I am a historian and prefer to look for traces of Cádiz’s history in its monuments, but even some of these have been taken over as repositories of modern art. One evening we wandered down to the Playa Caleta and went into the Castle of Santa Catalina. This carefully restored fort, which is built into the ancient sea wall, now houses artists’ workshops and exhibition rooms.
Visiting any new part of Spain is not just about the scenery and its history, we also like to try the local dishes and wine. Naturally Cádiz, being so close to the home of sherry, has plenty of varieties to offer.
A walk round the food market is a great way to see how this part of Andalusia is very different from the Málaga area. There are crabs, almejas that are the size of oysters, tiger prawns, whelks, fresh cod and, of course, tuna. The proximity of the Straits of Gibraltar means that this part of the Atlantic coast is excellent for tuna fishing. I also discovered that every restaurant in the city had tuna on its menu – I never knew you could serve tuna in so many different ways. Sadly I only really like my tuna out of a tin, but I did try some dried tuna and it was delicious – very like Jamón Serrano.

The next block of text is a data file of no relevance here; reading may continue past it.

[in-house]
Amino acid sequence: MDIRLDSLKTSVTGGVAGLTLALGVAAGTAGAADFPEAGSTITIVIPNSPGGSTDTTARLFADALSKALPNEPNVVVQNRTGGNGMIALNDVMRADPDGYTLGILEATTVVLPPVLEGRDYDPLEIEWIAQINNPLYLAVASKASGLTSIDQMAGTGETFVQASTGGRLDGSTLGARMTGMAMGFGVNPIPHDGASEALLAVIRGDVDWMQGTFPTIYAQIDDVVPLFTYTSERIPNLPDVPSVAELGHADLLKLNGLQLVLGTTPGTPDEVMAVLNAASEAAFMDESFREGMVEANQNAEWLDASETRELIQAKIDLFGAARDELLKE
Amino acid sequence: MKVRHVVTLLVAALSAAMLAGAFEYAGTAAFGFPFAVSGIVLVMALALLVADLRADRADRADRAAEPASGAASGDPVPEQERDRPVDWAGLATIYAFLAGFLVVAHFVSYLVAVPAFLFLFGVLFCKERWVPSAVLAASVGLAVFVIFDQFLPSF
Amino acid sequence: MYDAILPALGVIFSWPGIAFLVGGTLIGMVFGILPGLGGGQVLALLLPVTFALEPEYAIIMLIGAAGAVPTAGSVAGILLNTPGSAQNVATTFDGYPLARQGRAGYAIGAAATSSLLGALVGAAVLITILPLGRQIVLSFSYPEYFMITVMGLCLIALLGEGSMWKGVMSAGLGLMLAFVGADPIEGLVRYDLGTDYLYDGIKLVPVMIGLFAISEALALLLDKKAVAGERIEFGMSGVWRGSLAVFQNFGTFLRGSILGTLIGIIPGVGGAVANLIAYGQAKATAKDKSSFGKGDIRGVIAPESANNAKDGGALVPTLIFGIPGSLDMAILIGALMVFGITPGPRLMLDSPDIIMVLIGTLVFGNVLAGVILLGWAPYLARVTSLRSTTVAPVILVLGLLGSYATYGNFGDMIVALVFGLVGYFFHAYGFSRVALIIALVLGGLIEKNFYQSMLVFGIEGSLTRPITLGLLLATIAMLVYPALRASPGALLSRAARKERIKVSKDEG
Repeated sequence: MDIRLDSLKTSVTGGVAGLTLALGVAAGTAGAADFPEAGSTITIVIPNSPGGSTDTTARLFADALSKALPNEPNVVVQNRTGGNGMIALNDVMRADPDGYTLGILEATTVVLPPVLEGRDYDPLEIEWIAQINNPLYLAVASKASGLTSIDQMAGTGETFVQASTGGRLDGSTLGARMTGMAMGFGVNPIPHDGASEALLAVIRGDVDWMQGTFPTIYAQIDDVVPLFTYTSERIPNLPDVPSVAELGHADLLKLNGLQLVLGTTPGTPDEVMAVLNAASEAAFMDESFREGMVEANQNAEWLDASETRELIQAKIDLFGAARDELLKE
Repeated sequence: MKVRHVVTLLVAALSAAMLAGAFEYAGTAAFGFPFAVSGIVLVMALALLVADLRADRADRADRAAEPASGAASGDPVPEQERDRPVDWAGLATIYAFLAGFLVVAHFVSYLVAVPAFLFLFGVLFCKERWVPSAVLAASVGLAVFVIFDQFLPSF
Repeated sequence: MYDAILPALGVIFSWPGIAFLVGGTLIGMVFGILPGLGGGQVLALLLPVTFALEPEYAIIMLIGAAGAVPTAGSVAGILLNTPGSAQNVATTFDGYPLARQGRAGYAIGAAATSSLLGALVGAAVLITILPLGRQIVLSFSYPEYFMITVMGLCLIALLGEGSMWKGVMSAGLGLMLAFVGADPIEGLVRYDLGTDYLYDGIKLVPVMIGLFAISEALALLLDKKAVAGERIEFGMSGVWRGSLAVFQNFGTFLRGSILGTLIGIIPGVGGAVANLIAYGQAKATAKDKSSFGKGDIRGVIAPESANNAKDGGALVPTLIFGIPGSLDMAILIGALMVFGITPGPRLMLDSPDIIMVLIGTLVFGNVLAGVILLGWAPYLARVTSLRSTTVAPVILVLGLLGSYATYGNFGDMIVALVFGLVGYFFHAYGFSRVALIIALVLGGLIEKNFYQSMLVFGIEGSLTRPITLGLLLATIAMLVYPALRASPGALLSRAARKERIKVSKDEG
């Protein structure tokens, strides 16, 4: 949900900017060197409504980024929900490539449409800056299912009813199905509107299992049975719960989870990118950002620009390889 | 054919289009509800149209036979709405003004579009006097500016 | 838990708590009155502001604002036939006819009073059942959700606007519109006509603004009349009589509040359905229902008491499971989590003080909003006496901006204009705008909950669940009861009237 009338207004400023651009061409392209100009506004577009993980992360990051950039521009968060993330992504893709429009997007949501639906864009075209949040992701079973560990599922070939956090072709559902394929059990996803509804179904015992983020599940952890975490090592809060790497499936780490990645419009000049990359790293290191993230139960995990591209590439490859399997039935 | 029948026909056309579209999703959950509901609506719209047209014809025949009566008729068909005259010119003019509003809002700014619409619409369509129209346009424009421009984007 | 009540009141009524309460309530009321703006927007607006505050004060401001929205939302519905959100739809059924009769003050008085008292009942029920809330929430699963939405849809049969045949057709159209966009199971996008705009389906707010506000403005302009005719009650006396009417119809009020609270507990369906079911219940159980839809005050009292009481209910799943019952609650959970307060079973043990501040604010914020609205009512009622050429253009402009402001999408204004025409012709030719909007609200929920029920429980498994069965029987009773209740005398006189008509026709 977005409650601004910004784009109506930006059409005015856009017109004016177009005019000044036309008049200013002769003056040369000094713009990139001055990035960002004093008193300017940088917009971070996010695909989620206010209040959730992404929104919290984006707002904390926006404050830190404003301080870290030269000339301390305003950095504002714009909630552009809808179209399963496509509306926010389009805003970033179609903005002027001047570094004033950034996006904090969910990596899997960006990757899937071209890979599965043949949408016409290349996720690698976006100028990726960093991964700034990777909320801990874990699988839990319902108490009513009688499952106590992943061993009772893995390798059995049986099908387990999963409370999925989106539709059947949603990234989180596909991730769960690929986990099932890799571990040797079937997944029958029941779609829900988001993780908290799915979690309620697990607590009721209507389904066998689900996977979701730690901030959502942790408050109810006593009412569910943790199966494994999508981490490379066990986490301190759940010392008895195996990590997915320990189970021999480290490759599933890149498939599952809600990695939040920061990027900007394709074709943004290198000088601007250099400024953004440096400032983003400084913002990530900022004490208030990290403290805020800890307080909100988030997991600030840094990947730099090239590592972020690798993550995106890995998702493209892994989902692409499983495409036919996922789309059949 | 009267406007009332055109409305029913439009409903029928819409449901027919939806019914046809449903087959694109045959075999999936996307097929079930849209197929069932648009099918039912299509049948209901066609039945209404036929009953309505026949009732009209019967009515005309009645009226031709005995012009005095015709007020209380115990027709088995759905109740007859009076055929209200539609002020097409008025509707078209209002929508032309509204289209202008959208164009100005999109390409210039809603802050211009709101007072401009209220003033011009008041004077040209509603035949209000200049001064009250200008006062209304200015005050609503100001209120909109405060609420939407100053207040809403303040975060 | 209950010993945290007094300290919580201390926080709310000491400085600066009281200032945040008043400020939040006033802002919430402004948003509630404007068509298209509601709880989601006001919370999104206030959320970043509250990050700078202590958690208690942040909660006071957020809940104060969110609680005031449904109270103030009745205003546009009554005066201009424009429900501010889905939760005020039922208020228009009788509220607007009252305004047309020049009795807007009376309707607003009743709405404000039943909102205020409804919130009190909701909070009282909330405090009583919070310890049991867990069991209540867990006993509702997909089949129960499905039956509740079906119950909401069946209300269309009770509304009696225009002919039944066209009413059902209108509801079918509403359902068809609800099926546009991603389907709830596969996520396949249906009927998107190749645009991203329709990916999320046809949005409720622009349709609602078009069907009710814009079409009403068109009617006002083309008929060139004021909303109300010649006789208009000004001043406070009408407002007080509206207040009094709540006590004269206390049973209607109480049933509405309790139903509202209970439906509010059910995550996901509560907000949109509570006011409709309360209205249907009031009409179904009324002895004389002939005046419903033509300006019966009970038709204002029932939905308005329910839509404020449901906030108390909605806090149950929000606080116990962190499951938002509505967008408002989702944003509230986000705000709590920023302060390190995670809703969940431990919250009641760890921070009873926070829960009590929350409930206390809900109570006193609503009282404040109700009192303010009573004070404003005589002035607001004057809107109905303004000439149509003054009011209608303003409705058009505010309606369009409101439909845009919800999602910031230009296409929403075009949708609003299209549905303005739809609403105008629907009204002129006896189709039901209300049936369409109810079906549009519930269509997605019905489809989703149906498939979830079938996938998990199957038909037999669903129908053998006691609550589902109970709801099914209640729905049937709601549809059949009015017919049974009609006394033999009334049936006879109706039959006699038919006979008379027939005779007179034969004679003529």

So the question is, where to next year?